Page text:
she’s got a clipboard and a bored look
and lipstick on the corner of her left bicuspid
and she flicks a bit of saliva at me as she says
looking at my wild hair and patched jeans–
sir, have you ever held a job?
and i look at her for a moment.
no, i say. i have never held a job.
i imagine they’re quite heavy
from all the tension and bleak future images
they produce, with serrated edges to cut into free time
and hidden dividers between business and pleasure
rather slippery with all the sweat, blood and tears
(would you touch anything that unsanitary, ma’am?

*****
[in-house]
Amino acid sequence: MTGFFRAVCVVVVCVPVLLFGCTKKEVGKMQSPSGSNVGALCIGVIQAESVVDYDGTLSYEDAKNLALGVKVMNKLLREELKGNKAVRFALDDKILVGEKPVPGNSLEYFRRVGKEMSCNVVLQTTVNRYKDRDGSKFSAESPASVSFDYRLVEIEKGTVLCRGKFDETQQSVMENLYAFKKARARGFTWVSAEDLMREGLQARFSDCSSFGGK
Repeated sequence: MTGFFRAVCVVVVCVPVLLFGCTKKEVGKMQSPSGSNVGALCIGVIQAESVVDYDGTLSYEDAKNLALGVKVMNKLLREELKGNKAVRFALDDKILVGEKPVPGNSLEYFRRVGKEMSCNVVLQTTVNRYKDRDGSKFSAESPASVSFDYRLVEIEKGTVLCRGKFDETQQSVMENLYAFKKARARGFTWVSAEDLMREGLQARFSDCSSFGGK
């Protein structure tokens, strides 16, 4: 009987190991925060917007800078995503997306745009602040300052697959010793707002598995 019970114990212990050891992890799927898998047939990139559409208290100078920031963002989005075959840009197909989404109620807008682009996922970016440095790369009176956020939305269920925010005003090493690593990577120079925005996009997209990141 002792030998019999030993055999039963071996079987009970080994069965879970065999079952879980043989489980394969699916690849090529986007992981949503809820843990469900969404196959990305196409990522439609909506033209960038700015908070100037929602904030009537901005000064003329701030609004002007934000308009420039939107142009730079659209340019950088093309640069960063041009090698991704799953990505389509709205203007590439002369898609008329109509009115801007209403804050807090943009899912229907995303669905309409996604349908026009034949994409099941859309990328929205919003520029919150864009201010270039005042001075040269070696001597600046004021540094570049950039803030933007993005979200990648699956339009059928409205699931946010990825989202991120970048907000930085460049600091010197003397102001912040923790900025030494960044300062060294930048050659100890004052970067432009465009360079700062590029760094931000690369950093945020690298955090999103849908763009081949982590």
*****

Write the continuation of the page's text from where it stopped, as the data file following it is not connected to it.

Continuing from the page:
surely not, you look pretty clean.)
and don’t think i missed the hooks on the ends
of these jobs for yanking people up the corporate ladder
or flinging them out on their asses to destitution,
because i’m sharper than the left edge that tears families apart
which i can see poking out from underneath that shiny cloth
you tried to cover it with.
for someone in beat-up clothes who’s allergic to brushes,
i say, i’m pretty astute.
finished, i settle back in my chair and crack my knuckles,
tug a finger through a snarl of hair
and peel lint from the unraveling patch on my left thigh.
she stares speechless for a few minutes and then she says,
we’ll call you.